The availability of indicator information by domain was 24 of 27(89%) for health status, 20 of 21(95%) for risk factor, 17 of 27(63%) for health service and 6 of 24(25%) for health systems indicators. Of those reported in the domains, two (8%), six (30%), four (24%) and two (22%), respectively, were modified versions of WHO indicators. Main modifications were either wording differences (9 (64%), e.g. improved vs. safely-managed water, clean vs. modern fuels, married women vs. women of reproductive age who are sexually active); age group differences (4(29%), e.g. adults 15-49 years vs. general population; ≥15 years vs. ≥ 18 years; or both (1(7%)). Of 70 reported indicators for Sierra Leone, 14(20%) included an uncertainty interval; of those, 9 (64%) were health status indicators. A comparison with an estimate for the WHO African Region, Sub-Saharan Africa and/or a global figure was available for 58 (83%) indicators; most indicators without comparison (66%) were from the Sierra Leone DHS 2013 [10]. We identified sources for the majority of indicators recommended by WHO for monitoring health status, risk factors and health services, while only one in four health system indicators could be obtained. We also reported 2 indicators for Sierra Leone's national bulletin (maternal mortality, malaria incidence). Comparisons with African and/or global figures were available for the majority of indicators from Sierra Leone. The review provided the following considerations and lessons learned. First, it was feasible to obtain most core indicators for Sierra Leone through using a locally purchased Internet modem. Other countries may be able to do similar exercises. Second, a limited number of indicators were modified versions of WHO indicators and should be adapted to the core indicator reference list during future data collections.

 

Third, uncertainty levels were only available for a limited number of indicators, indicating a need to systematically provide those in topic-specific and compilation reports. Forth, different sources reported considerably different estimates for the same indicator and year, reemphasizing the importance of continued efforts to improve health and mortality surveillance in Sierra Leone. As an example, maternal deaths have been added to the IDSR system as a reportable priority event. However, reporting is currently limited to health facilities, likely resulting in considerable underestimation of maternal mortality. The 2015 estimates for maternal mortality in Sierra Leone vary substantially between the WHO (1360 per 100,000 live births, 80% uncertainty interval (UI) 1999-1980) [14] and GBD study (695.7 per 100,000 live births, 95% UI 321.9-1229.1) [29]. The GBD study reported that models were based on more data sources and total site years: globally 599 sources covering 12,052 site years compared to 203 sources covering 2636 total site years in the WHO analysis, for sub-Saharan Africa 124 sources compared to 64 and for Sierra Leone four sources compared to two used by WHO [29].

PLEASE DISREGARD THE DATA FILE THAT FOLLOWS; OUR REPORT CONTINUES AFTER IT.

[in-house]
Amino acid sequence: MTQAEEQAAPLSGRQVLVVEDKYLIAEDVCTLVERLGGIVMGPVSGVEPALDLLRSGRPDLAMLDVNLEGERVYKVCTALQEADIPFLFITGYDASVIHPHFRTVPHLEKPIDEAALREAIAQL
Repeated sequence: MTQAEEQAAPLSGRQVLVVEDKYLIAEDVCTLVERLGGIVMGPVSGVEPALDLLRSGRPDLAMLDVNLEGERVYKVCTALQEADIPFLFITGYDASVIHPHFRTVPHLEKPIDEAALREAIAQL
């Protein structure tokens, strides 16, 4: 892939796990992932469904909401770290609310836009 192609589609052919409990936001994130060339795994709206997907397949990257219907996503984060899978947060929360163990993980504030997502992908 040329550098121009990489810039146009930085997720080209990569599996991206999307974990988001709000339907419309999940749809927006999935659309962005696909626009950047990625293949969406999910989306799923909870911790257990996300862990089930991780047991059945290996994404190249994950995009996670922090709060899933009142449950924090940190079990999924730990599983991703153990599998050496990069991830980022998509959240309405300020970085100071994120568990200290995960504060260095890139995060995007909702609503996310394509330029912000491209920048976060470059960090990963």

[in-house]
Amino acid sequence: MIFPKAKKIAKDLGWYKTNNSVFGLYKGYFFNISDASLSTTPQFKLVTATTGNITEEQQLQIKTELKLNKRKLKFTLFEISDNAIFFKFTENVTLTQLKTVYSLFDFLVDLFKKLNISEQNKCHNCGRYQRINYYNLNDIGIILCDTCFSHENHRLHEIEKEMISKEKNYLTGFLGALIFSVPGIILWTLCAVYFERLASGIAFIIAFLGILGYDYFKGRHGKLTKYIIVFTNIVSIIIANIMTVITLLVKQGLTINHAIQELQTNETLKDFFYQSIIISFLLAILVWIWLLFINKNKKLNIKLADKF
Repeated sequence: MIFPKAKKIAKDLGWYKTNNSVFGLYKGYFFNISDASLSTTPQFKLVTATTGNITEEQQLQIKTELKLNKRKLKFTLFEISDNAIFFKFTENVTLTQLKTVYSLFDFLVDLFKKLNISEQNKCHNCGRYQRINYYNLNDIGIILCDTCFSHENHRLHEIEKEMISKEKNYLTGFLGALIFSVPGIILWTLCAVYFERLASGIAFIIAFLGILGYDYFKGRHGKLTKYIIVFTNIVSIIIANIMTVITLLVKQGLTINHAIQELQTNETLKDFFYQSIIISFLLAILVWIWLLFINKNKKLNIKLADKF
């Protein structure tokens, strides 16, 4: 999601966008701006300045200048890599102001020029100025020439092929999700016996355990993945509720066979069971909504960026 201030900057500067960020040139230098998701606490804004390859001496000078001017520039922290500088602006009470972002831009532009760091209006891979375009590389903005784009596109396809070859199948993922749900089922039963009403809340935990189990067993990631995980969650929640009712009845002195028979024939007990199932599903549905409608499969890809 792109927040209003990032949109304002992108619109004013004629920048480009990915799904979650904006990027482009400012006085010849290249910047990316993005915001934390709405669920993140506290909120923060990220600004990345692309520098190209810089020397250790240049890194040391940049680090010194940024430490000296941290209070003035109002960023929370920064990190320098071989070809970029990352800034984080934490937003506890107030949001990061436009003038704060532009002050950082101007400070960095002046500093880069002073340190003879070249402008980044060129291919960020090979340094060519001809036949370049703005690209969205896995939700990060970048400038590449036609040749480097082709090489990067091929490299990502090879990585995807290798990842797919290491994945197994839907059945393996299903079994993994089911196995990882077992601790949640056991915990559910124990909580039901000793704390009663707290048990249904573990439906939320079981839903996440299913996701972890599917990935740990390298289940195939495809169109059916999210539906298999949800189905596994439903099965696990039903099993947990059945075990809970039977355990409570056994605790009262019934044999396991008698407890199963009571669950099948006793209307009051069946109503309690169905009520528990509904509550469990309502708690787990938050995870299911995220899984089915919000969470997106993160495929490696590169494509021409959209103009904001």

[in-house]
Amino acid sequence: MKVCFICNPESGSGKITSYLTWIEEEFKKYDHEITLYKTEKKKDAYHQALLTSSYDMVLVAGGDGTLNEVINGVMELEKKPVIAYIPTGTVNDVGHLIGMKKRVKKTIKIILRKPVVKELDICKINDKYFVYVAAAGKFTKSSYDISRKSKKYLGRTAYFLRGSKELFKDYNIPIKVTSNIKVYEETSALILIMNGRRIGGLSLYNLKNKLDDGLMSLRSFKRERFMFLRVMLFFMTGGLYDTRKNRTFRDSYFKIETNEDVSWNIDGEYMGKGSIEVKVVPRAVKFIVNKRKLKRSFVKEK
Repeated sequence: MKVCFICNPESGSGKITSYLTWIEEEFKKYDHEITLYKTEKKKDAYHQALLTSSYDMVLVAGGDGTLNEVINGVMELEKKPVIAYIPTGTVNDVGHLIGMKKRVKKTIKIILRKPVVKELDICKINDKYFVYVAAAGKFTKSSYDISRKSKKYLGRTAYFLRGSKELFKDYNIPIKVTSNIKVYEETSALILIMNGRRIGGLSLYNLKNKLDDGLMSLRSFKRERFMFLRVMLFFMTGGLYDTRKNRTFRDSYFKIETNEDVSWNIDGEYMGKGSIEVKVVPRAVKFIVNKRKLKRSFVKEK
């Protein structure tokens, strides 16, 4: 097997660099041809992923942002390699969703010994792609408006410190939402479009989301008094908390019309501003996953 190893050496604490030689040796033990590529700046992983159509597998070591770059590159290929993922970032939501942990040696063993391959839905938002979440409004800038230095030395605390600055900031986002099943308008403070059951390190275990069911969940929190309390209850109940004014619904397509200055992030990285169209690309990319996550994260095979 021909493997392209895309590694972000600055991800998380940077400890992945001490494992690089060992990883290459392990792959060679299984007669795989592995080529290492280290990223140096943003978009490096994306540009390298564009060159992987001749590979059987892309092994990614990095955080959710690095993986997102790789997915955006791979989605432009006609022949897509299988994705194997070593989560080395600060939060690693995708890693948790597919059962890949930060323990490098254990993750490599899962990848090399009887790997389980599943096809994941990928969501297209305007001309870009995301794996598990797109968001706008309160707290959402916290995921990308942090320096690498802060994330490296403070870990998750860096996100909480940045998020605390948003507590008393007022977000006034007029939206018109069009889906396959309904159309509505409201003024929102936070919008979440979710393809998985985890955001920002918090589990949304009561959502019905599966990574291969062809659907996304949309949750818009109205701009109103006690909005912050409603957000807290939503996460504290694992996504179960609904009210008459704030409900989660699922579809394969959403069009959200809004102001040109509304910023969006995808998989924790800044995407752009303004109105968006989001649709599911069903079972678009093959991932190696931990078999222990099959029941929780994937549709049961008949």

A more advanced maternal mortality surveillance system would allow to increase accuracy and reliability of estimates and would, combined with availability of cause of death data, allow to inform planning of interventions to reduce maternal mortality in the country, which is among the highest worldwide. Fifth, about one third of the core indicators were unavailable, most of them in the area of health systems. Decision makers should use the results of the review to identify future sources of indicators that were not available or only available in a modified version, including existing surveillance systems and regular national-level surveys. Our review had some limitations. The majority of sources were health reports from the WHO and partner organizations that were accessible in the public domain. We did not attempt to identify other potential sources. Inclusion of indicators with differences in wording or age groups was based on author judgement. Our understanding of how the Ebola outbreak of 2013-2016 affected health indicators in Sierra Leone and the African continent was constrained by a lack of data [31]. Strategizing about how the 30% of indicators that were not available for reporting might be obtained in the future and when and how the 100 indicators will be primarily available from data directly collected from national sources instead of estimates from international sources, was beyond the scope of this article.

 

 

Conclusion Up    Down

We were able to obtain the majority of core indicators for Sierra Leone. Some indicators were similar but not identical, uncertainty intervals were often not provided and estimates differed for the same year between sources. We think that our review of WHO core indicators in Sierra Leone, which may be the first of its kind in Africa, was a useful exercise that can help countries make their own plans when considering introduction of the core indicators in their health reporting system. Current efforts to improve health and mortality surveillance in Sierra Leone will improve availability and quality of reporting in the future. A centralized, annually updated website for all countries, WHO regions and the global level would facilitate the implementation process and may encourage use of the core indicators.